Community Role Can Help Decrease School Violence
You don’t have to have a school aged child to be aware of the school violence that is present in so many schools today. Truth be told, you don’t have to have a child at all to be concerned with the increasing number of violent incidents that are happening in schools across the United States and around the world. It may be that your community has witnessed many such acts of school violence and many people that you know are frustrated with the continued numbers of children who are taking matters into their own hands and using violence as the perceived solution.
The reality is that today’s youth have a lot more stimulation when it comes to violence than we did years ago as children. Many video games, music videos and movies depict violent characters as heroes to be emulated and admired. While it is largely the responsibility of the parents to provide some structure in terms of what is acceptable for viewing and listening and what is not, the truth of the matter is that no child can be policed by a parent 24 hours a day, 7 days a week.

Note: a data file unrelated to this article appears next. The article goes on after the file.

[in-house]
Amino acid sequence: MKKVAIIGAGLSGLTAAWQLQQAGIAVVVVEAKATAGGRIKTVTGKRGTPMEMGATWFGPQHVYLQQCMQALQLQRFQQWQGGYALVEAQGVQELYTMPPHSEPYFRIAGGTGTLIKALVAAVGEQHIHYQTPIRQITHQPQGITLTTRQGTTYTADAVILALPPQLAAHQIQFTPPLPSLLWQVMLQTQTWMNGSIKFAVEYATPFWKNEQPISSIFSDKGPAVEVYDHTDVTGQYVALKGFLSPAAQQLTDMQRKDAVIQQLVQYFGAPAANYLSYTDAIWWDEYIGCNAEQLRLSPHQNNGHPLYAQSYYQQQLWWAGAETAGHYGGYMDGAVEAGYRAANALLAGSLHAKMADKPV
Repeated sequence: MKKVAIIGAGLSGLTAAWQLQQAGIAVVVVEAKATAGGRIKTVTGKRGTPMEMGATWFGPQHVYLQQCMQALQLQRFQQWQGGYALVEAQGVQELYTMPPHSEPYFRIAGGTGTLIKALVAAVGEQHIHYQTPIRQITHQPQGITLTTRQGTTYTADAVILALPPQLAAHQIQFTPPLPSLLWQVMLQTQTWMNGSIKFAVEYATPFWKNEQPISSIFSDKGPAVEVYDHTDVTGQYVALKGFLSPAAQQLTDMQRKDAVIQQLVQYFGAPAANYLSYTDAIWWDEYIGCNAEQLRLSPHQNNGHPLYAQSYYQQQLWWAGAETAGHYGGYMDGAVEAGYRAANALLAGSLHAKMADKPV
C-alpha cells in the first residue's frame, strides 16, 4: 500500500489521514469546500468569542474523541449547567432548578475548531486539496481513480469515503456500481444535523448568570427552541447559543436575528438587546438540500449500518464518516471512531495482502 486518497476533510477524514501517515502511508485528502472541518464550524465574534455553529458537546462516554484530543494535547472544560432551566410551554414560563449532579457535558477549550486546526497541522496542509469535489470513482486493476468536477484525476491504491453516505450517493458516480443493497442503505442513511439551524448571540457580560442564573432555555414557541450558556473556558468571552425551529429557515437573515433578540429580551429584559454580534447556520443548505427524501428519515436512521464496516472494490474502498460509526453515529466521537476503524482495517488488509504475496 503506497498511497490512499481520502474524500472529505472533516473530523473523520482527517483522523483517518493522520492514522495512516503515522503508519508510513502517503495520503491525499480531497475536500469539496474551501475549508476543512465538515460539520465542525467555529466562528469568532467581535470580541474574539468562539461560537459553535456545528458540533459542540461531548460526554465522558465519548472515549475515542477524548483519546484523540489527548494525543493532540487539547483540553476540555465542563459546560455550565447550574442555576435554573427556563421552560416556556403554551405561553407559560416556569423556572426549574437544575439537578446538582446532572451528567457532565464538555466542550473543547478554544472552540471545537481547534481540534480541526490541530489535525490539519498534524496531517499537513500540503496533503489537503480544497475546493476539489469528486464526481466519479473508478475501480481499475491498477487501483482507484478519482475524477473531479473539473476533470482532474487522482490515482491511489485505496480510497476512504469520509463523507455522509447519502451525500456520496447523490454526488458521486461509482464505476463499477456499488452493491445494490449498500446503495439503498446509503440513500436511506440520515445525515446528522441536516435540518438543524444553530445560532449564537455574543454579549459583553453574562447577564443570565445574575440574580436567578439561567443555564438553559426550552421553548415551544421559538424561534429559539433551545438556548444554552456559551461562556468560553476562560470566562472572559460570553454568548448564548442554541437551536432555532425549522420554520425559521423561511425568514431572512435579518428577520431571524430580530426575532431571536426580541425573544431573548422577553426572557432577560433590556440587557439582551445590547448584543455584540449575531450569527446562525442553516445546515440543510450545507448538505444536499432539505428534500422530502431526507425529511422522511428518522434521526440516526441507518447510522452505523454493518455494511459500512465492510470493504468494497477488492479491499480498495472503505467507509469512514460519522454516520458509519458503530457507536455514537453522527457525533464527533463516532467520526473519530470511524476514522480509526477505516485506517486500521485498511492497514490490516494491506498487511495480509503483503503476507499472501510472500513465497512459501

In the past, a community played an integral role in a child’s life just as a parent and teacher do. If you went to the corner store and tried to steal something, the store owner would give you the business and phone up your parents, who would also give you the business when you got home. If a neighbor spotting you into devilment, they weren’t afraid to get involved and put a quick halt to your actions and again, inform your parents for necessary punishment.
Today, the community can still play a vital role but because many people have chosen to turn a deaf ear and a blind eye for so long, things have gotten quite out of hand. A generation of parents has come to the surface of things; they defend their children as those who can do no wrong. A community that comes together and presents a united stand is more powerful than one or two parents who withstand school authorities.
In a community where resources like community centers and after school programs are available, children are given alternatives to finding trouble to get into after school. School curriculum that enforces the rules for all students, not just some, supports the community’s role in helping to decrease school violence for children of all ages. Remember that a community is composed of individuals who share common goals, interests and living areas, not just houses, stores, schools and churches. When people come together as a community collaborative with the objective of helping to decrease school violence, the safety in numbers is evident.